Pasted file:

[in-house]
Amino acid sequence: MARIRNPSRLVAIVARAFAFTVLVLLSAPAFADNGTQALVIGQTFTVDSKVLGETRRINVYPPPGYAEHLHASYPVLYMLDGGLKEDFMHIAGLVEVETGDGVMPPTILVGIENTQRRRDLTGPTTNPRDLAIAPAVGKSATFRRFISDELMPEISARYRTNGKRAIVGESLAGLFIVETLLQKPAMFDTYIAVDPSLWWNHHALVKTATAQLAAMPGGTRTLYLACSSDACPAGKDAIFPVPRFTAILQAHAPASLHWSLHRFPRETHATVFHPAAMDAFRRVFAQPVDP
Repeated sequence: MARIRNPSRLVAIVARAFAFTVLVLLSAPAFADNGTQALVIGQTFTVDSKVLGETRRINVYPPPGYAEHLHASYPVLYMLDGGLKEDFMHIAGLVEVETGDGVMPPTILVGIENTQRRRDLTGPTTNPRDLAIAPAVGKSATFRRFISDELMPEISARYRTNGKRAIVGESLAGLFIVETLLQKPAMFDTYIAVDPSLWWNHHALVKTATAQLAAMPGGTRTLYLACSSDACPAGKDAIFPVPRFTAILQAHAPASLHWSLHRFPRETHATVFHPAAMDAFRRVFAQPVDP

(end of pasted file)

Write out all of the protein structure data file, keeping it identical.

[in-house]
Amino acid sequence: MARIRNPSRLVAIVARAFAFTVLVLLSAPAFADNGTQALVIGQTFTVDSKVLGETRRINVYPPPGYAEHLHASYPVLYMLDGGLKEDFMHIAGLVEVETGDGVMPPTILVGIENTQRRRDLTGPTTNPRDLAIAPAVGKSATFRRFISDELMPEISARYRTNGKRAIVGESLAGLFIVETLLQKPAMFDTYIAVDPSLWWNHHALVKTATAQLAAMPGGTRTLYLACSSDACPAGKDAIFPVPRFTAILQAHAPASLHWSLHRFPRETHATVFHPAAMDAFRRVFAQPVDP
Repeated sequence: MARIRNPSRLVAIVARAFAFTVLVLLSAPAFADNGTQALVIGQTFTVDSKVLGETRRINVYPPPGYAEHLHASYPVLYMLDGGLKEDFMHIAGLVEVETGDGVMPPTILVGIENTQRRRDLTGPTTNPRDLAIAPAVGKSATFRRFISDELMPEISARYRTNGKRAIVGESLAGLFIVETLLQKPAMFDTYIAVDPSLWWNHHALVKTATAQLAAMPGGTRTLYLACSSDACPAGKDAIFPVPRFTAILQAHAPASLHWSLHRFPRETHATVFHPAAMDAFRRVFAQPVDP